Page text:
October 24, 2016 4:00 AM, EDT

US Truck Sales Fall 28.6%

Vocationals Post Gains as Other Sectors Slide
John Sommers II for TT

This story appears in the Oct. 24 print edition of Transport Topics.

U.S. retail sales of Class 8 trucks sank 28.6% in September, even as the vocational segment showed strength and leasing companies anticipated adding trucks, reported.

Sales reached 14,968, compared with 20,972 a year earlier, as all truck manufacturers posted declines, Ward’s said.

Through the first nine months, sales are down 21.1% to 149,473, compared with 189,541 in the 2015 period.

“You can’t argue with the arithmetic; sales are down,” Robert Dieli, an economist with research firm MacKay & Co., told Transport Topics, but for different reasons at different truck manufacturers.

“We have been spending a lot of time with the dynamic inside the market,” he said. “I don’t think we have a unified truck market anymore. It matters a lot which [manufacturer’s] Class 8 sales you look at … and we have a metric problem as to what you want to use as your benchmark.”

Meanwhile, there is general concern about the economy in 2017. “When uncertainty rises, as it is now, we often see an increase in leasing. And when you are dealing with leasing customers, you’re going to be talking about new trucks,” said Jake Jacoby, CEO of the Truck Renting and Leasing Association.

“So I would predict that, while the overall Class 8 market will remain down compared to 2012-2015 and stay close to 2016 numbers, Trala members likely will take a slightly larger share of the Class 8 marketplace,” he said.

At Tri State Truck Center in Shrewsbury, Massachusetts, “Customers are very focused on safety and maintenance savings,” Sales Manager Chris Marsh said.

Tri State sells Freightliner and Western Star trucks, both brands of Daimler Trucks North America.

While fleets based in his area still are generating “activity,” Marsh said, “In addition to fleets, we also continue to focus on the vocational Class 8 buyer who comes home every day — heavy haul and construction firms. Their business remains strong; their demand for product is still strong.”

Vocational truck sales year-to-date are 42,517, up 2% compared with 41,838 through September 2015, Steve Tam, commercial vehicle sector vice president at ACT Research Co., told TT.

He said ACT receives sales data from the truck manufacturers, and it forecasts vocational truck sales to increase 5% in 2017 over 2016.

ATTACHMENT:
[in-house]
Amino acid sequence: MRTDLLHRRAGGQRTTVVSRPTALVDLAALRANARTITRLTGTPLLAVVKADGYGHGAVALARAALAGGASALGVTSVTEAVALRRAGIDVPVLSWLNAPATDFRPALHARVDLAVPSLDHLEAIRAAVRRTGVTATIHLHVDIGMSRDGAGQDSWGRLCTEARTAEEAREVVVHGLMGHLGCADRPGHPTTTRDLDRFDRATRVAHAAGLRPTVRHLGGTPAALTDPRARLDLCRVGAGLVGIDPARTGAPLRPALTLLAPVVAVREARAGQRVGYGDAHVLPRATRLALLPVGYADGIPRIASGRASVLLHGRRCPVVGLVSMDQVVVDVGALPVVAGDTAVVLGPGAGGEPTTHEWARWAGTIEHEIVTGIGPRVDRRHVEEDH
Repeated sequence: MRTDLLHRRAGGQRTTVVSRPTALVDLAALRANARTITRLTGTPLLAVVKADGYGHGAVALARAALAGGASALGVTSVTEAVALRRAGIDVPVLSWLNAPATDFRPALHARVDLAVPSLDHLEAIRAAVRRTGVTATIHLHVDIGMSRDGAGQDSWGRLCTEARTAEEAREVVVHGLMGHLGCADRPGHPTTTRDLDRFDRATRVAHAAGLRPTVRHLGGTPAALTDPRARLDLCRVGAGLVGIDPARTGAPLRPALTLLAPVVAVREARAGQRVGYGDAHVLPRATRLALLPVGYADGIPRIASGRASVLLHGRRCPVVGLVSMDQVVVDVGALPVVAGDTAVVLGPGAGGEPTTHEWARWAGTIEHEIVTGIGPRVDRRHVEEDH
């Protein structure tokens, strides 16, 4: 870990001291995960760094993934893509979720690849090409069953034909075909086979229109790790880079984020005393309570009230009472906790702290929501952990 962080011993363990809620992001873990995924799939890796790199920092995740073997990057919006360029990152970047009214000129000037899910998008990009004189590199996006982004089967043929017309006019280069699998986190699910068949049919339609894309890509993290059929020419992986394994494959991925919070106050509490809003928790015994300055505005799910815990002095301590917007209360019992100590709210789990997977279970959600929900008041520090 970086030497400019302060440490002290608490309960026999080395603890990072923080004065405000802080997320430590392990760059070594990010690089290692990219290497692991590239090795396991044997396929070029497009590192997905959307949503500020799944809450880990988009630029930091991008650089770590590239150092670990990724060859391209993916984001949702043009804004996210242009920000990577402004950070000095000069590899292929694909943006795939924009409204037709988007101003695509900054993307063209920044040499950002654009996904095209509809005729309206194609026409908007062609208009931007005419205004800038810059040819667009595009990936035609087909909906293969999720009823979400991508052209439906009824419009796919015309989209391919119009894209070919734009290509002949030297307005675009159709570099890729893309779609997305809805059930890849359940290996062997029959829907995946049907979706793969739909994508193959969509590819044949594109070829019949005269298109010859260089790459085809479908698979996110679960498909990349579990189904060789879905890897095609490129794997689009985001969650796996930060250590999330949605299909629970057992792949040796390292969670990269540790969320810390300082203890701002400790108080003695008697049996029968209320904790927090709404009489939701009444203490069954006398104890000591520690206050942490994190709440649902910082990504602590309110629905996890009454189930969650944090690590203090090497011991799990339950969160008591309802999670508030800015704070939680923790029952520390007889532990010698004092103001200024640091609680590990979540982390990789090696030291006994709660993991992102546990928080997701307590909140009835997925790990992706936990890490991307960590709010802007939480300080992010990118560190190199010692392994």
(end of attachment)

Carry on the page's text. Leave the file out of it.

For the entire Class 8 market, Freightliner remained the market leader with 5,131 sales, down 36.1% year-over-year but good enough for a 34.3% share. Western Star, the smallest truck maker, sold 333 vehicles, or 42 less than a year earlier, earning a 2.2% share.

Freightliner and International Truck, a unit of Navistar Inc., are counting on new trucks introduced recently to attract over-the-road customers with their Cascadia (redesigned for the first time since its introduction in 2007) and LT models, respectively, according to analyst Michael Baudendistel of Stifel, Nicolaus & Co.

In an investor note, Baudendistel wrote Navistar’s sales pitch is built around a “driver first” concept. “The basic, and obvious, theory is that trucking companies won’t buy a truck drivers don’t want to drive.”

Freightliner chose the “total cost of ownership” approach, but its strategy and International’s “may not be so different,” Baudendistel wrote. In September, International saw sales fall 29.8% to 1,608 trucks earning it a 10.7% share.

However, its N13 engine for LT trucks will be available in April, and that will allow it “to again court customers who prefer the smaller displacement engine,” he wrote.

Kenworth Truck Co. posted sales of 2,791, down 17.5% from a year earlier and good for an 18.6% share.

“The interesting thing in California is the vocational side is still pretty strong,” said Tom Bertolino, dealer principal at NorCal Kenworth in Sacramento. “Agriculture was very good this year. It should be a good year again next year.”

Peterbilt Motors Co. claimed a 14.4% share with 2,152 sales, down 23.5% year-over-year.

Kenworth and Peterbilt are brands of Paccar Inc.

Neil Frohnapple, an analyst with Longbow Research, wrote in an investor note that in his survey of contacts within Paccar’s dealer network, “A few dealers expect a decline in vocational truck sales next year due to an anticipated slowdown in replacement demand from municipalities and construction firms.”

Volvo Trucks North America earned a 10.4% share on sales of 1,557 trucks, off 31.5% from a year earlier.

Mack Trucks saw sales fall 24.2% to 1,372, earning a 9.2% share.

VTNA and Mack, brands of Volvo Group, expect conditions to remain disappointing in 2016 and 2017, then improve in 2018, they said earlier in October at American Trucking Associations’ Management Conference & Exhibition.